Back in 5th grade, I made a decision that changed the next 8 years of my life. I walked onto the soccer field. The coach asked what position I played. I thought about. I looked at everyone running all over the field and thought, goalie.

This decision set me on a path to 7 years of failure. I was a horrible goalie. I had never played the position. I didn’t know what I was doing. All I knew was I’d rather be standing in that goalie box than running all over the field.

Here is the thing about being a goalie. Your successes and mistakes are on display for everyone to see. You cannot hide, ever. As the years went on I practiced, I played and I failed. It didn’t seem like I would ever get better, but I kept at it.

Now remember, soccer is to St Louis as football is to Texas. In High School everyone wants to be on the soccer team. Come freshman year, it seemed like the whole class was trying out. Somehow I made the team.

My freshman year confirmed one thing. I was still a horrible goalie. While the practices were more intense I felt like I needed more. So I signed up for a goalie camp. In practice, I failed for a few hours. At goalie camp I got to fail all day long.

I’ll never forget one exercise. The tip drill. It was pouring rain. The fields were a muddy mess. We would line up in the middle of the goalie box. The instructor would throw the ball over our heads and we needed to run back and tip it over the bar at the last second.

I did this drill over and over. With miss after miss, I was muddy, wet and frustrated. And then it happened. I tipped the ball over the post. I was in shock. At the time I thought, how did I do that?

Failure takes my shapes and sizes

Sitting on the bench – my usual spot.

Fast forward to junior year. Our Varsity team is one of the top 5 in the nation. One reason was Casey Klipfel, a world-class goalkeeper. Needless to say, I didn’t play a single game that year. But, I got more practice. Every day we would all train with Casey.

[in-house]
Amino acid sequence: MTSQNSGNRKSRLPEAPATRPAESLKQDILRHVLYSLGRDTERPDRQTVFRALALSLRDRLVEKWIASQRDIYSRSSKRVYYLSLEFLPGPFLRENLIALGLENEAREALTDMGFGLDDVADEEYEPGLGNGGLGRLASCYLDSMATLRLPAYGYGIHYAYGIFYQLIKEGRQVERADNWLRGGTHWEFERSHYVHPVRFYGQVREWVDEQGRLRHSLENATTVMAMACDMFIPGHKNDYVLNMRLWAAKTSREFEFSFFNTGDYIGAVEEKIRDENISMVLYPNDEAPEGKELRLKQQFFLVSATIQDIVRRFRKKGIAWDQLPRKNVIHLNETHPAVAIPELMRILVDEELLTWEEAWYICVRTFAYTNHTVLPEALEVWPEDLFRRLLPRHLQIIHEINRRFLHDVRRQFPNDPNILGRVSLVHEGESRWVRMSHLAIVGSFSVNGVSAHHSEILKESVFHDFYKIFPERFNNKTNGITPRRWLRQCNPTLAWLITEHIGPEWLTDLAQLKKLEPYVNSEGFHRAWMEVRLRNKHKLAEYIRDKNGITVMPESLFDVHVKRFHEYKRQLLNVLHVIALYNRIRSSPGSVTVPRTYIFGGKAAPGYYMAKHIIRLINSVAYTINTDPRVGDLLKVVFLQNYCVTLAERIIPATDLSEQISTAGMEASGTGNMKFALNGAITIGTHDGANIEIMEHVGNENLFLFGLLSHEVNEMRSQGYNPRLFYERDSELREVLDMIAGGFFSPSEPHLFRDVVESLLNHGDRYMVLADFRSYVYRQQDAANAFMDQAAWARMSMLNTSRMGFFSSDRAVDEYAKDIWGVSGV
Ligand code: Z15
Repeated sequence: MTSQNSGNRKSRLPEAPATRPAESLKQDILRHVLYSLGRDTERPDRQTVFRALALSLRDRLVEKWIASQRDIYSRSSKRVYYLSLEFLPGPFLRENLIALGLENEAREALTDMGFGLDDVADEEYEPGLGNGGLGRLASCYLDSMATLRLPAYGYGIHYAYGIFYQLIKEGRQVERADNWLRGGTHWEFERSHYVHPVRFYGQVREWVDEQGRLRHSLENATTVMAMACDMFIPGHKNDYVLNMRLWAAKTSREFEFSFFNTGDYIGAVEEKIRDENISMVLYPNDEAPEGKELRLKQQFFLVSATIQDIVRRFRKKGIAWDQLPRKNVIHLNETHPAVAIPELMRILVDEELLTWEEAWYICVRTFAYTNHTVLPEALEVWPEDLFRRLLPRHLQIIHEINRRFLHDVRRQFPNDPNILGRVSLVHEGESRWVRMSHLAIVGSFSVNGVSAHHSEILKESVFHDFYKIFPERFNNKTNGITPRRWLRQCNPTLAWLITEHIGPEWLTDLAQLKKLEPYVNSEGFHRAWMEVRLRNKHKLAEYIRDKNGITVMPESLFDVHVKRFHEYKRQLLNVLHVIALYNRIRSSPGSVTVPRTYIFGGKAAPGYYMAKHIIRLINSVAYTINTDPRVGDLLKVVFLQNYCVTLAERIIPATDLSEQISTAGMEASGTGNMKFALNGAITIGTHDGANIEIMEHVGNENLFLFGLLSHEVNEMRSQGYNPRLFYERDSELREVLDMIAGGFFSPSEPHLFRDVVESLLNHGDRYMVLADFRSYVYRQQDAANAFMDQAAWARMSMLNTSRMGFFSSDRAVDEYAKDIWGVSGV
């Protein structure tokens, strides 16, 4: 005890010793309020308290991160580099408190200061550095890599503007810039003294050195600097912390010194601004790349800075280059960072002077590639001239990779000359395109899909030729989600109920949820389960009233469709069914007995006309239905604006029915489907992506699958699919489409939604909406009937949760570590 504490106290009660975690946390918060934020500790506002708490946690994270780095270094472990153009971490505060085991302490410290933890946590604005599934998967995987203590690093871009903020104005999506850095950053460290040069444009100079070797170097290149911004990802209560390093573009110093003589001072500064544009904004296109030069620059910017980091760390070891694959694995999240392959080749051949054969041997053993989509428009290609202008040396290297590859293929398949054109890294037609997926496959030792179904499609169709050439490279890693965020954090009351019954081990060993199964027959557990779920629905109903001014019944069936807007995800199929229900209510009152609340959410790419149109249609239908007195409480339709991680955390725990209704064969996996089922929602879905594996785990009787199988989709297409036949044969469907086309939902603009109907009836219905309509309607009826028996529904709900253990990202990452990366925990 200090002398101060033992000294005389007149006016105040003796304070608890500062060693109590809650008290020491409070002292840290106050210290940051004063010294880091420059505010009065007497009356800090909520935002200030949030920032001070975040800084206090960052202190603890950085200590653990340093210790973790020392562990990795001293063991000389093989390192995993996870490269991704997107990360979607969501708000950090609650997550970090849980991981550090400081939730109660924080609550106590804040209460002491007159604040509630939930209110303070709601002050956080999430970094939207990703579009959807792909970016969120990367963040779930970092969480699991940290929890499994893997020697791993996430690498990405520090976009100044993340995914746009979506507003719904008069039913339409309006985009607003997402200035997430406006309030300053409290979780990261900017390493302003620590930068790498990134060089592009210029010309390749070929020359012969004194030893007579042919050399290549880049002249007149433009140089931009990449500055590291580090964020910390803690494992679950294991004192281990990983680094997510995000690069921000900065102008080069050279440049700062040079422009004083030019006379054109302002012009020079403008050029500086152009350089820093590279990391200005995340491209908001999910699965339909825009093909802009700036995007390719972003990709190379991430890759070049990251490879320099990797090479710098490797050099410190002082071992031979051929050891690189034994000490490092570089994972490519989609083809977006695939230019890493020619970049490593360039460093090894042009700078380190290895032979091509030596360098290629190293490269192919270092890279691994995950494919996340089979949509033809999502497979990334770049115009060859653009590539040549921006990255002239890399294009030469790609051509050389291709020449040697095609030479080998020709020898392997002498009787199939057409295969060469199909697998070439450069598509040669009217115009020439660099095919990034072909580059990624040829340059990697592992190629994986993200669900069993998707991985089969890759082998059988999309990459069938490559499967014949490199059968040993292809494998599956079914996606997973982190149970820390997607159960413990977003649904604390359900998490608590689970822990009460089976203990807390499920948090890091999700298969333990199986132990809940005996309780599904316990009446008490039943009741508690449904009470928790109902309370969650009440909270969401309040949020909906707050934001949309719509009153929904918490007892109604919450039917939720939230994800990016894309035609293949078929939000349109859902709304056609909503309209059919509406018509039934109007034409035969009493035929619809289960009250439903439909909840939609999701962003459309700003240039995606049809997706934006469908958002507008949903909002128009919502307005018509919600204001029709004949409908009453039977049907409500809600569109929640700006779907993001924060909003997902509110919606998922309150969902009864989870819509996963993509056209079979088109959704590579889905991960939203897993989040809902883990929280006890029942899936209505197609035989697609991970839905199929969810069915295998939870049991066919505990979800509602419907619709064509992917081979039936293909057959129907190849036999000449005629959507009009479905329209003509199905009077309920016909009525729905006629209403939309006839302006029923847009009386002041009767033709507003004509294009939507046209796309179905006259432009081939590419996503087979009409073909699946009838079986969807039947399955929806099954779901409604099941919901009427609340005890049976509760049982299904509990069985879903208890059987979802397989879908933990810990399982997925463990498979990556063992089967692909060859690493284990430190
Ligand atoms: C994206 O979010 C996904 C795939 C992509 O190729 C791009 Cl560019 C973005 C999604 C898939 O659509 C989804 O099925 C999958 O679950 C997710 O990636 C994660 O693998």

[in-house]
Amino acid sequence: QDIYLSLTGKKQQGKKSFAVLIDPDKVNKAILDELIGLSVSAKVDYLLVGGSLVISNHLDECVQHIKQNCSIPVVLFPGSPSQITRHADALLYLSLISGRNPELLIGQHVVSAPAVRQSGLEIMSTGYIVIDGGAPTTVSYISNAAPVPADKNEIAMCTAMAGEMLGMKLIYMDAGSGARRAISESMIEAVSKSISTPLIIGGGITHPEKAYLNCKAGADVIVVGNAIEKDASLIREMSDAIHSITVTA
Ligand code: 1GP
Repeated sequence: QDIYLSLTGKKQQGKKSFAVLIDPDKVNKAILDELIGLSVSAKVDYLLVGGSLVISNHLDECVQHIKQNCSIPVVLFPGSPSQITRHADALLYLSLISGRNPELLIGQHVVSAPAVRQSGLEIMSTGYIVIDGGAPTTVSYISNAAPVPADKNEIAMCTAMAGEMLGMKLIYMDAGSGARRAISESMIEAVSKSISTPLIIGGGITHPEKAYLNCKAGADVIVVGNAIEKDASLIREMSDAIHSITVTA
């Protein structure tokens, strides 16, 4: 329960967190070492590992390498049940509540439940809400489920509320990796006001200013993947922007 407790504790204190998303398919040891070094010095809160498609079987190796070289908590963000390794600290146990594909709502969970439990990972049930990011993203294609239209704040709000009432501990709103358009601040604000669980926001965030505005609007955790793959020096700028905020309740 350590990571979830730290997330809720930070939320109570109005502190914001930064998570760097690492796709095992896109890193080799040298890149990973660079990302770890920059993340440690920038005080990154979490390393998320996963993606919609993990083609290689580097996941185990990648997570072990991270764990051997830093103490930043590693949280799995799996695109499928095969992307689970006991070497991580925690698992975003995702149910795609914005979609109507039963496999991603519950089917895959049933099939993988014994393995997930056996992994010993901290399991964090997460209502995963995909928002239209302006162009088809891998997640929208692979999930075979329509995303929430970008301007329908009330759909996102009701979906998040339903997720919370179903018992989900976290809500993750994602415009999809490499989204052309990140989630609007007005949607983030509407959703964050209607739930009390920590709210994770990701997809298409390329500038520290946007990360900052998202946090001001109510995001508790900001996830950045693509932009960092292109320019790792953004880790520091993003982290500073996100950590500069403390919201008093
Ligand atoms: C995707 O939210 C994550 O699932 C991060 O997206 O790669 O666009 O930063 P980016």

We did drills I had never seen. One was the tennis ball drill. Instead of trying to catch or stop soccer balls. We used tennis balls. The thinking was simple. If you can stop a tennis ball, a soccer ball will be a breeze.

It’s now senior year. The season starts as it usually does. We warm up and start taking shots. Someone drills one a few feet away, right on the ground. I hated those shots. I could never stop them. But a weird thing happened. I’m lying on the ground and realize I saved it. How did that happen?

A few weeks into the season I come to grips with the fact that I was getting better. The coaches noticed too and started to put me into games. My success in practice showed through in games. We were winning and I was a part of it.

At the end of the year, we had our annual awards banquet. For the first time in my soccer career I got an award (outside of a participation trophy). Most Improved Player. An award that recognizes your shortcomings and successes, all at once. I loved it. In my mind, there was no better award out there.

It only took 7 years to become a successful goalie. By focusing on the work and drills, success took care of itself. And in case, you think this had something to do with talent, remember I had none. What I had was a desire to get up after each humiliation. I made the choice to learn from my failures and focus on the path ahead, not the trail of mistakes.

Success takes time. It’s a process. Along the way you will fail. Failing does not make you a failure. You can only be a failure if you stop trying.

This post is part of a series of letters to my kids. My goal is to reflect on and capture as many life lessons as possible. Here is the current list I am working from.